Driscoll Health Plan program gets boost from March of Dimes
November 04, 2013
CORPUS CHRISTI - The March of Dimes Texas Chapter recently presented Driscoll Health Plan (DHP) with a chapter community award in support of the Cadena de Madres program. The 2013 March of Dimes Chapter Community Grant Award - Region 11 included a check for $2,500. The Cadena de Madres (chain of mothers) program provides education to DHP members to help reduce the rate of preterm deliveries and to have stronger, healthier babies.
Hollywood-themed celebration planned for Driscoll nurses
May 08, 2013
Event is in conjunction with National Nurses Week, May 6-12
CORPUS CHRISTI - National Nurses Week is May 6-12, and Driscoll Children's Hospital is marking the occasion with a celebration tomorrow for its more than 500 nurses.
"This is a way for us to recognize our nurses for all the work they do," said Driscoll's Jo Ann Gamez, RN, BSN, CCRN, chair of the celebration committee. "Nurses may not realize how much they're appreciated by patients, families, physicians and the community. They have come a long way from the Florence Nightingale days."
May 6 is also known as National Nurses Day, and May 12 is the birthday of Florence Nightingale, the founder of modern nursing.
Driscoll's auditorium will be decorated in a Hollywood theme for the celebration, with music provided by a DJ and photo props for the nurses. They'll be treated to dinner and a special performance by students from John Paul II High School. Speakers will include Steve Woerner, Driscoll's president and chief executive officer, Patricia Carr, assistant vice president of Nursing Operations, and the parent of a former Driscoll patient.
What: National Nurses Week celebration
When: 5 p.m. Thursday, May 9
Where: Driscoll Children's Hospital auditorium, 3533 S. Alameda St.
In pursuit of excellence, Driscoll residents far outpace total pass rate for American Board of Pediatrics certification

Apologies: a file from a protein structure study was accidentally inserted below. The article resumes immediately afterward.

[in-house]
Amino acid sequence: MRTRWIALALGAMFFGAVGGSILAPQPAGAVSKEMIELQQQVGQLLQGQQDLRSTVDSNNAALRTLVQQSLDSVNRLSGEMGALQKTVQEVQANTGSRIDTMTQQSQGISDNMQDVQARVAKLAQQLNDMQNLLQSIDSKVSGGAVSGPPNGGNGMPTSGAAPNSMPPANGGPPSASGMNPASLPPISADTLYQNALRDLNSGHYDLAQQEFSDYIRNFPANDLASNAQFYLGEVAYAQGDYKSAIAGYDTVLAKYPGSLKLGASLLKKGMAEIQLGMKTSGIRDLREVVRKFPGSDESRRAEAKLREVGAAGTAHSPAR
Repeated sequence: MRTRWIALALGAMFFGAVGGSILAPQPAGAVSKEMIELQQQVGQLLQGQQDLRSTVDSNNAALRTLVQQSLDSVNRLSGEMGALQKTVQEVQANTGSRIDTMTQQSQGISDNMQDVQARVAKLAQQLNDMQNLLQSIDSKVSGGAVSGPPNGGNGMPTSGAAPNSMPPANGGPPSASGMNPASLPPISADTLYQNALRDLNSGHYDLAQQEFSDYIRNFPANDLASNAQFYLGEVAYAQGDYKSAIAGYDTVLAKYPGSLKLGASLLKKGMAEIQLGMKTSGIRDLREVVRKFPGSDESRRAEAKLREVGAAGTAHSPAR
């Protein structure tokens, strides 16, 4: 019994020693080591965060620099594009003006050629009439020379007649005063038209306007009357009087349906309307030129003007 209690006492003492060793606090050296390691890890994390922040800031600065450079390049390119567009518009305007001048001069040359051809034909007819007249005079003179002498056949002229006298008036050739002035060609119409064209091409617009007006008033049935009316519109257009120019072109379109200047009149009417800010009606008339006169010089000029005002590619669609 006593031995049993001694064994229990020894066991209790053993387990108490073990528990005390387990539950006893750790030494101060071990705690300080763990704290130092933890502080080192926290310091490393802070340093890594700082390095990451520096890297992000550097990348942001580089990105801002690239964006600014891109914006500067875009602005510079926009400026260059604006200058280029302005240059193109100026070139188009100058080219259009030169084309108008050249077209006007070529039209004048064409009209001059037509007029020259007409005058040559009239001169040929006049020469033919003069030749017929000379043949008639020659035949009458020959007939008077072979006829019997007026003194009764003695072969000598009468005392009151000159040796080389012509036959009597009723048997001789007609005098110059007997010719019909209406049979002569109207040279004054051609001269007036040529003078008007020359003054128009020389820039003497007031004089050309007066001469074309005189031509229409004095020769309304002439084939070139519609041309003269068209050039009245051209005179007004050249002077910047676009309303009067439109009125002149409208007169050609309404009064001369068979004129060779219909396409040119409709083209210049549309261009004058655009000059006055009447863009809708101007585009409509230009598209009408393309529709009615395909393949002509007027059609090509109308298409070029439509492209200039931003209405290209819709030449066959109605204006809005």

December 20, 2012
CORPUS CHRISTI - Driscoll Children's Hospital is proud to announce that all of its graduating residents who took the latest American Board of Pediatrics (ABP) certification exam in general pediatrics passed on their first attempt, continuing a trend that surpasses the total annual pass rate. Certification through the exam, administered once a year in October, has one objective - to promote excellence in medical care for children and adolescents.
"ABP certification provides a standard of excellence by which the public can select pediatricians and pediatric subspecialists," according to the ABP. "Although certification is voluntary, nearly all qualified pediatricians seek this recognition."
The ABP certification pass rate for pediatric residents at Driscoll Children's Hospital for the past three years has been 98 percent, ranking them in the top 5 percent of the more than 200 pediatric residency programs in the country, said William Dirksen, MD, Driscoll chief of staff. In contrast, the total pass rate for candidates taking the ABP general pediatrics exam in 2009, 2010 and 2011 was 79.1 percent, 76.1 percent and 75.7 percent, respectively, according to the ABP.
The ABP certification exam is a one-day test given to physicians who have finished three years of pediatric residency training. Physicians must have a valid, unrestricted, permanent medical license to be eligible to sit for the test. Certification is valid for seven years after which physicians must recertify by taking the ABP's Program for Maintenance of Certification in Pediatrics recertification exam.
Here are some additional facts from the ABP:
The ABP has certified 77,328 diplomates in general pediatrics and 14,707 in pediatric subspecialties.
Among the pediatricians who take the ABP test, 66 percent go into general pediatric practice and 24 percent go into pediatric subspecialties.
An average of 3,007 pediatricians take the ABP exam every year. Of these, American medical graduates accounted for 82.5 percent and international medical graduates accounted for 17.5 percent. Gender-wise, 40 percent were males and 60 percent were females.
The total number of pediatric residents currently in training programs in the United States is 9,731.
The average age at the time of ABP certification for pediatricians is 32 years for American medical graduates and about 36 years for international medical graduates.
The success of Driscoll's residency program can be attributed largely to the hospital's governing board, administration, faculty and staff, all of whom are dedicated to fostering excellent pediatricians.
"I have been blessed to have the necessary support to create an environment where aspiring physicians can be trained to become the best pediatricians in the world," Dr. Dirksen said. "Driscoll faculty has been outstanding in their commitment to the teaching and mentoring of our residents."